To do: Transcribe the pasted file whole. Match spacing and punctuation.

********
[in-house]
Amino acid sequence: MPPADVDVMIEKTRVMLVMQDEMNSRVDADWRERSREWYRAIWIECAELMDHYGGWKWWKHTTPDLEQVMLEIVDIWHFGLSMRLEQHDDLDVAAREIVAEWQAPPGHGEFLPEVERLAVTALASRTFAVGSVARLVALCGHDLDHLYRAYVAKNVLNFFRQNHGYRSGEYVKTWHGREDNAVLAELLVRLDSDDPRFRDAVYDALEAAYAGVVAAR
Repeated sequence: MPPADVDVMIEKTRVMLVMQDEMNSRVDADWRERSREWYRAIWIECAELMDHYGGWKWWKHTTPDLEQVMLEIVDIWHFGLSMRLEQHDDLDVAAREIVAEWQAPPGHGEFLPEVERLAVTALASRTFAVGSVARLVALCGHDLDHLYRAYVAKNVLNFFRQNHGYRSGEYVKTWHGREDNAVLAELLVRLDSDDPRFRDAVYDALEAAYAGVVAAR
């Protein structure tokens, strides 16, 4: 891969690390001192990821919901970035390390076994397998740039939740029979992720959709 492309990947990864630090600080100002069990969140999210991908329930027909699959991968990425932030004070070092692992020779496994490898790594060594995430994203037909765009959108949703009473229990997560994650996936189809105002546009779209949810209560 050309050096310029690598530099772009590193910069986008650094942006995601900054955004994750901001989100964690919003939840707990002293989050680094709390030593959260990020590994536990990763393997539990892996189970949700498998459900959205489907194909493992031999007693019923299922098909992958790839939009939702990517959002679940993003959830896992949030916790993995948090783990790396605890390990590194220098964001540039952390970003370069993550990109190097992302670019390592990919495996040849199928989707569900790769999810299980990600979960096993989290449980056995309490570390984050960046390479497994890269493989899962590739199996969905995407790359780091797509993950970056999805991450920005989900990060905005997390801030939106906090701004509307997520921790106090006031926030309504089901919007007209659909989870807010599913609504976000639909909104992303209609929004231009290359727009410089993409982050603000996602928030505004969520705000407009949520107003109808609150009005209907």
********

[in-house]
Amino acid sequence: MPPADVDVMIEKTRVMLVMQDEMNSRVDADWRERSREWYRAIWIECAELMDHYGGWKWWKHTTPDLEQVMLEIVDIWHFGLSMRLEQHDDLDVAAREIVAEWQAPPGHGEFLPEVERLAVTALASRTFAVGSVARLVALCGHDLDHLYRAYVAKNVLNFFRQNHGYRSGEYVKTWHGREDNAVLAELLVRLDSDDPRFRDAVYDALEAAYAGVVAAR
Repeated sequence: MPPADVDVMIEKTRVMLVMQDEMNSRVDADWRERSREWYRAIWIECAELMDHYGGWKWWKHTTPDLEQVMLEIVDIWHFGLSMRLEQHDDLDVAAREIVAEWQAPPGHGEFLPEVERLAVTALASRTFAVGSVARLVALCGHDLDHLYRAYVAKNVLNFFRQNHGYRSGEYVKTWHGREDNAVLAELLVRLDSDDPRFRDAVYDALEAAYAGVVAAR
């Protein structure tokens, strides 16, 4: 891969690390001192990821919901970035390390076994397998740039939740029979992720959709 492309990947990864630090600080100002069990969140999210991908329930027909699959991968990425932030004070070092692992020779496994490898790594060594995430994203037909765009959108949703009473229990997560994650996936189809105002546009779209949810209560 050309050096310029690598530099772009590193910069986008650094942006995601900054955004994750901001989100964690919003939840707990002293989050680094709390030593959260990020590994536990990763393997539990892996189970949700498998459900959205489907194909493992031999007693019923299922098909992958790839939009939702990517959002679940993003959830896992949030916790993995948090783990790396605890390990590194220098964001540039952390970003370069993550990109190097992302670019390592990919495996040849199928989707569900790769999810299980990600979960096993989290449980056995309490570390984050960046390479497994890269493989899962590739199996969905995407790359780091797509993950970056999805991450920005989900990060905005997390801030939106906090701004509307997520921790106090006031926030309504089901919007007209659909989870807010599913609504976000639909909104992303209609929004231009290359727009410089993409982050603000996602928030505004969520705000407009949520107003109808609150009005209907």